In our current socio-political climate, where race issues are at the forefront, this significant lack of dark-skinned Afto-Latinx actors in a film about a historically diversey neighborhood cannot be ignored. Movements like Black Lives Matter have made it clear that there is still so much work to be done regarding the treatment of Black lives in our society. The lack of visibility of Black lives and Black stories in our media is just one of many symptoms of systemic racism. Just as systemic racism prevents Black individuals from accessing resources, education, and employment due to long standing biases ingrained in our culture, Hollywood, too, is affected. 

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As Melissa Barrera pointed out in her statement, the audition process included many Afro-Latinx actors auditioning for lead roles. However, not a single one made it to the big screen. Why? Some may say it was down to talent, but there are many, many talented dark-skinned actors in Hollywood, so one has to wonder why they were not given the same opportunity to star in the film as light-skinned and white Latinx actors. 

In the Heights creator and American actor, singer, songwriter, rapper, producer, and playwright, Lin Manuel Miranda. (Image Source)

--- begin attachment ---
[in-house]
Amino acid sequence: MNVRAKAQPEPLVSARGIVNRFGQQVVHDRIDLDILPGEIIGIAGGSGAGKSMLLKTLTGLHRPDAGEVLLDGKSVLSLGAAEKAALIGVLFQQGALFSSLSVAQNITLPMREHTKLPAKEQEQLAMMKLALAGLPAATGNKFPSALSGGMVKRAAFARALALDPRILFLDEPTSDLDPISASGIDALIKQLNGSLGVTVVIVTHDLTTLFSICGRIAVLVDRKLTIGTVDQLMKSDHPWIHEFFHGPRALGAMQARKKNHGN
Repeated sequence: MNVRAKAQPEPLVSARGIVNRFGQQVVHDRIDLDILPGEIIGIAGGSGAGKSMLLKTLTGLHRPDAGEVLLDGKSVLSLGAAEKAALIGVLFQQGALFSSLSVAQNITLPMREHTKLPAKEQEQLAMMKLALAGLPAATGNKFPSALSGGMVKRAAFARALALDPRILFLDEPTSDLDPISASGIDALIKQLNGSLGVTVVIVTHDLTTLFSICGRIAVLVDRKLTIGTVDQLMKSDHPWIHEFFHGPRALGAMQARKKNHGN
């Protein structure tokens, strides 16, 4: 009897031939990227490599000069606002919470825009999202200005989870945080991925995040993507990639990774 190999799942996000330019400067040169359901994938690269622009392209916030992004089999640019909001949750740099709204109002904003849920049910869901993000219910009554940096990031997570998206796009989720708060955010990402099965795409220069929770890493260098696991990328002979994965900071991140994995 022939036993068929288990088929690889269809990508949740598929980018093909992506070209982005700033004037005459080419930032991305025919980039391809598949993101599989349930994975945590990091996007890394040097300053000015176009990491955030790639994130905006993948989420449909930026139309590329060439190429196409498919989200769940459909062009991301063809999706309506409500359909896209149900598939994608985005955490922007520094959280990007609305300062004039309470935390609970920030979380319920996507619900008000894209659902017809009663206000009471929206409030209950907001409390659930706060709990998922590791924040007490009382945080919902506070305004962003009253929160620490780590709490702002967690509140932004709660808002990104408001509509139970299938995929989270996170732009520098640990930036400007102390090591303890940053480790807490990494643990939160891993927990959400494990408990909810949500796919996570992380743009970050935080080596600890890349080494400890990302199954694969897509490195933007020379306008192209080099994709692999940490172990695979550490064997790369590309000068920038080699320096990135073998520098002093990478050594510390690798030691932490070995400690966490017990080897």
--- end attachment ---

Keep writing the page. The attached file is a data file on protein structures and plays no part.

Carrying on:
In a Twitter statement addressing the colorism controversy, Lin Manuel Miranda expressed his deep apology for the lack of dark-skinned Afro-Latinx representation in the film. 

“I started writing In the Heights because I didn’t feel seen,” he says. “And over the past 20 years all I wanted was for us — ALL of us — to feel seen. I’m seeing the discussion around Afro-Latino representation in our film this weekend, and it is clear that many in our dark-skinned Afro-Latino community don’t feel sufficiently represented within it, particularly among the leading roles. I can hear the hurt and frustration over colorism, of feeling unseen in the feedback. I hear that, without sufficient dark-skinned Afro-Latino representation, the world feels extractive of the community we wanted so much to represent with pride and joy.”

“In trying to paint a mosaic of this community, we fell short. I’m truly sorry. I’m learning from the feedback, I thank you for raising it, and I’m listening. I’m trying to hold space for both the incredible pride in the movie we made and be accountable for our shortcomings. Thank you for your honest feedback. I promise to do better in my future projects, and I’m dedicated to the learning and evolving we all have to do to make sure we are honoring our diverse and vibrant community.”

rosario dawson, melissa barerra

Rosario Dawson and Melissa Barrera co-host Cinco de Mayo LA Virtual Festival in support of California farmworkers

Hollywood stars Rosario Dawson (“The Mandalorian”) and Melissa Barrera (upcoming “In The Heights”) are co-hosting the Cinco de Mayo LA Virtual Festival, which will feature Latinx music stars, in support of California farmworkers. 

RosarioDawson is a co-founder of Voto Latino and a longtime champion of the Latinx community, who supports the cause of farmworkers. Melissa Barrera is also active in the Latinx community and is playing one of the leading roles in this summer’s event film, “In The Heights,” based on the Lin-Manuel Miranda Tony Award-winning musical, which Warner Bros. Pictures is releasing nationwide in theaters and on HBO Max on June 11 and it will be available on HBO Max for 31 days from theatrical release.